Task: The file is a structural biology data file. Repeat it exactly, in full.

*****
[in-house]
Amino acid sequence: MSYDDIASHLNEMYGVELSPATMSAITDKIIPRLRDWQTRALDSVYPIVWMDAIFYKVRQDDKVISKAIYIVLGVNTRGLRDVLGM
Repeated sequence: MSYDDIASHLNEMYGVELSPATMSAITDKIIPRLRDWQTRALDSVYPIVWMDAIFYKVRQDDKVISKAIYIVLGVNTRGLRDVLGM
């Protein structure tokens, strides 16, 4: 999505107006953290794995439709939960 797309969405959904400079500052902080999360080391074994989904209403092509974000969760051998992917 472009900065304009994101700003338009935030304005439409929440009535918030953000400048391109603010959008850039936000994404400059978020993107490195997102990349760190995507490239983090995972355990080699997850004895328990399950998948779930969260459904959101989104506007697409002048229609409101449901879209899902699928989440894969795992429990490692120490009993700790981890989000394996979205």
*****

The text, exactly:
[in-house]
Amino acid sequence: MSYDDIASHLNEMYGVELSPATMSAITDKIIPRLRDWQTRALDSVYPIVWMDAIFYKVRQDDKVISKAIYIVLGVNTRGLRDVLGM
Repeated sequence: MSYDDIASHLNEMYGVELSPATMSAITDKIIPRLRDWQTRALDSVYPIVWMDAIFYKVRQDDKVISKAIYIVLGVNTRGLRDVLGM
């Protein structure tokens, strides 16, 4: 999505107006953290794995439709939960 797309969405959904400079500052902080999360080391074994989904209403092509974000969760051998992917 472009900065304009994101700003338009935030304005439409929440009535918030953000400048391109603010959008850039936000994404400059978020993107490195997102990349760190995507490239983090995972355990080699997850004895328990399950998948779930969260459904959101989104506007697409002048229609409101449901879209899902699928989440894969795992429990490692120490009993700790981890989000394996979205």